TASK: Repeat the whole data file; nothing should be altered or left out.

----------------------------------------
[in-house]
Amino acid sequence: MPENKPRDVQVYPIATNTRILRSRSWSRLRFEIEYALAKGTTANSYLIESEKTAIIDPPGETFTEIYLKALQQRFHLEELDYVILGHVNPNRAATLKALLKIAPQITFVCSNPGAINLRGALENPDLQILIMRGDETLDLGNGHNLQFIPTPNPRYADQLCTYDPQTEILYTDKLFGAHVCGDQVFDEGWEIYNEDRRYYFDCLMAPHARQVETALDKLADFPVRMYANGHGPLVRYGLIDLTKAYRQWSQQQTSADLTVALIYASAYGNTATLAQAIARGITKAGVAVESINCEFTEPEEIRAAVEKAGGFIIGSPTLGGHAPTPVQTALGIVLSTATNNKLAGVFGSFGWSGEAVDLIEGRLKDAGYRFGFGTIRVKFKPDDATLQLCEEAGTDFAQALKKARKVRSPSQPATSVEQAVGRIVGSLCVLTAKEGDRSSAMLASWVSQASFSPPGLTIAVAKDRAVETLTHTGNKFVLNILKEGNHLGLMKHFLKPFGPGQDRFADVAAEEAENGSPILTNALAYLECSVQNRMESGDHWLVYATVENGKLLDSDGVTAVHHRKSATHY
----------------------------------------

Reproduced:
[in-house]
Amino acid sequence: MPENKPRDVQVYPIATNTRILRSRSWSRLRFEIEYALAKGTTANSYLIESEKTAIIDPPGETFTEIYLKALQQRFHLEELDYVILGHVNPNRAATLKALLKIAPQITFVCSNPGAINLRGALENPDLQILIMRGDETLDLGNGHNLQFIPTPNPRYADQLCTYDPQTEILYTDKLFGAHVCGDQVFDEGWEIYNEDRRYYFDCLMAPHARQVETALDKLADFPVRMYANGHGPLVRYGLIDLTKAYRQWSQQQTSADLTVALIYASAYGNTATLAQAIARGITKAGVAVESINCEFTEPEEIRAAVEKAGGFIIGSPTLGGHAPTPVQTALGIVLSTATNNKLAGVFGSFGWSGEAVDLIEGRLKDAGYRFGFGTIRVKFKPDDATLQLCEEAGTDFAQALKKARKVRSPSQPATSVEQAVGRIVGSLCVLTAKEGDRSSAMLASWVSQASFSPPGLTIAVAKDRAVETLTHTGNKFVLNILKEGNHLGLMKHFLKPFGPGQDRFADVAAEEAENGSPILTNALAYLECSVQNRMESGDHWLVYATVENGKLLDSDGVTAVHHRKSATHY